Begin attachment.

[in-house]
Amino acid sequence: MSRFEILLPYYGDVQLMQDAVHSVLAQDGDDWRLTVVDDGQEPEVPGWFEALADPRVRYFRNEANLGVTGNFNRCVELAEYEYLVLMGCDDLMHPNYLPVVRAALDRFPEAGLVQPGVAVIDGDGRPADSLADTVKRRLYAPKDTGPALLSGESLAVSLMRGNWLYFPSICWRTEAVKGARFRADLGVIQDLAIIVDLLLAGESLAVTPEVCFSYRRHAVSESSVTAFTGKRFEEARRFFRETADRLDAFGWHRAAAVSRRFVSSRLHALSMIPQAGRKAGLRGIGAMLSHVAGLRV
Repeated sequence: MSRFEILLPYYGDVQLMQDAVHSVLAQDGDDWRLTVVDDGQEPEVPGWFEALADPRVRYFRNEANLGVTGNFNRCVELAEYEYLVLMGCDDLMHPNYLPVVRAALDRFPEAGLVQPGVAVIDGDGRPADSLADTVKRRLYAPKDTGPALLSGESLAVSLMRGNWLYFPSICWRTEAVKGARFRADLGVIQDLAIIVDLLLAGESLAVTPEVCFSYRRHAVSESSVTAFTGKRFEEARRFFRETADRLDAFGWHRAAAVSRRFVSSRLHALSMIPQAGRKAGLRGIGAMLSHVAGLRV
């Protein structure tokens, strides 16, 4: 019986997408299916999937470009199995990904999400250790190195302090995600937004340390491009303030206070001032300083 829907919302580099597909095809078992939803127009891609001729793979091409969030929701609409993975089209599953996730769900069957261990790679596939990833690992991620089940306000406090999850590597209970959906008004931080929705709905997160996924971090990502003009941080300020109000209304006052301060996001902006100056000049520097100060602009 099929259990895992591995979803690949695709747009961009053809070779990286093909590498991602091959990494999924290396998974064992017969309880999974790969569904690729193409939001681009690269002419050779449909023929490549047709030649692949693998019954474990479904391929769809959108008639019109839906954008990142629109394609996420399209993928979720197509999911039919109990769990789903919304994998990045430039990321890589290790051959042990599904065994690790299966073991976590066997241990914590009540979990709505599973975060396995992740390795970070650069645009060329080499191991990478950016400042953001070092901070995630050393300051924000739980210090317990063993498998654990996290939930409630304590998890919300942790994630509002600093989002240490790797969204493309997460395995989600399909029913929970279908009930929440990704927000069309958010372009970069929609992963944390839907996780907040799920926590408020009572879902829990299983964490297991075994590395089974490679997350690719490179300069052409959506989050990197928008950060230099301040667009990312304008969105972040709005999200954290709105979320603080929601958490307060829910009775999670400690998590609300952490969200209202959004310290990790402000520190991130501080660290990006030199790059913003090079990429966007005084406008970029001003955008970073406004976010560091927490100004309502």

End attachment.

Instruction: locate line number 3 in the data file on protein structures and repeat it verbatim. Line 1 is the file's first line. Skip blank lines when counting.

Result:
Repeated sequence: MSRFEILLPYYGDVQLMQDAVHSVLAQDGDDWRLTVVDDGQEPEVPGWFEALADPRVRYFRNEANLGVTGNFNRCVELAEYEYLVLMGCDDLMHPNYLPVVRAALDRFPEAGLVQPGVAVIDGDGRPADSLADTVKRRLYAPKDTGPALLSGESLAVSLMRGNWLYFPSICWRTEAVKGARFRADLGVIQDLAIIVDLLLAGESLAVTPEVCFSYRRHAVSESSVTAFTGKRFEEARRFFRETADRLDAFGWHRAAAVSRRFVSSRLHALSMIPQAGRKAGLRGIGAMLSHVAGLRV